With the number of shootings in Chicago already climbing with the temperatures, police are being dispatched by the hundreds on overtime to high-crime neighborhoods, parks, public housing buildings and other spots around the city to combat the spike in crime that comes every summer.
"The summer months is our busy season ... and we have to ramp up our response to violence in the city," Chicago Police Superintendent Garry McCarthy said in an interview with The Associated Press.
McCarthy said that the effort, called "Summer Surge," is similar to what he did last summer when as many as 400 officers working overtime were sent to high-crime areas every day, an expensive initiative that helped drive the cost of police overtime to $100 million last year. That effort won widespread praise as a big reason why the number of homicides dropped to 415 -- still tops in the nation but nearly 80 fewer than were recorded in 2012.
McCarthy has said he doesn't expect to spend that much money on overtime this year, but the City Council has set aside about $70 million for overtime and McCarthy said that Mayor Rahm Emanuel "has made it very clear if we need more overtime for more initiatives, he will find a way to fund it."
This year, he said, the Chicago Transit Authority, the city's Park District and the Chicago Housing Authority will help pay for the overtime for the officers, with the department saying that more than 100 additional offices will be assigned to those spots on weekdays, with more than 200 more officers assigned there on weekends and more than 300 additional officers assigned there on holiday weekends throughout the summer.
Though the department has been planning this effort long before the spring, Wednesday's announcement comes after three consecutive weekends in which at least 30 people were shot and at least 16 people were killed. Among those were a woman who was shot to death in front of her home after attending a fundraiser for an anti-violence group and a 14-year-old girl who was shot and killed Monday, allegedly by another 14-year-old girl on the city's South Side in what police say was a fight over a boy.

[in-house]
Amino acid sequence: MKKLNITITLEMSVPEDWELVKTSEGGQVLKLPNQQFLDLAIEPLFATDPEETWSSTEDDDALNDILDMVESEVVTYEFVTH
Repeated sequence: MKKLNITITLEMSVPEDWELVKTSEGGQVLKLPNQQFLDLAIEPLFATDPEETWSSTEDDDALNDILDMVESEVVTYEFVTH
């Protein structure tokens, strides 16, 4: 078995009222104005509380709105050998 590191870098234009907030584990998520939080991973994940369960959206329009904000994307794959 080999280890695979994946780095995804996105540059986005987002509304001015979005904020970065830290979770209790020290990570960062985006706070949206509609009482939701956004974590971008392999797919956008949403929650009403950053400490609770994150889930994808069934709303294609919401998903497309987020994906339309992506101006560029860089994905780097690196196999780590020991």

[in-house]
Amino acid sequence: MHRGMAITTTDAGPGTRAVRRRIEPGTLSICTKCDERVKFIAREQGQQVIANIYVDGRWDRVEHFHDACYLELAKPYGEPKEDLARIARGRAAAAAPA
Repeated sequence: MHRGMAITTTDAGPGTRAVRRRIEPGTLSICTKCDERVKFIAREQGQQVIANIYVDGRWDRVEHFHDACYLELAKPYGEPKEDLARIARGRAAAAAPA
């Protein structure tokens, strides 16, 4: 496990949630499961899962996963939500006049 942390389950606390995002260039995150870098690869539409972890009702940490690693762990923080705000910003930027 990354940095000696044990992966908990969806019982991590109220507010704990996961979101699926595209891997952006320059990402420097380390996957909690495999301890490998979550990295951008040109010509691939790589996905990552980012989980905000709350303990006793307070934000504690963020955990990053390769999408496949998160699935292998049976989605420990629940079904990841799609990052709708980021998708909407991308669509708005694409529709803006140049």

In that case, more details emerged during a court hearing for one of three people arrested after Monday's shooting of Endia Martin. The Cook County State's Attorney's office said prosecutors alleged that 25-year-old Donnell Flora got on a bus and delivered a handgun at his niece's request, knowing that she was going to be involved in a fight. Flora allegedly took the gun after his niece shot Endia in the back and another girl in the arm, and attempted unsuccessfully to discard it.
Flora is, like his niece, charged with murder. A third suspect, another juvenile, is also in custody charged in connection with the shooting.
McCarthy said the case provides a "classic example of the cycle of violence... that exemplifies what we are up against," explaining that Flora is a known gang member who did not cooperate with investigators after a shooting in 2010 left him in a wheelchair.
McCarthy, who has long complained about the ease with which illegal guns find their way into the city and into the hands of people willing to shoot them, said investigators were still trying to determine how the gun that was reported stolen from a car on the city's South Side two weeks ago made its way to a street.
To help break the cycle of violence, McCarthy said the department has expanded its "custom notifications" effort launched last year in which officers knock on the doors of gang members to warn them -- and their family members -- that the shooting has to stop. This effort, which includes giving gang members information about social services and even includes setting up meetings with the parents of murder victims, has been expanded throughout the city.
McCarthy said what was a pilot program when it started last year is now the largest initiative of its kind in the United States.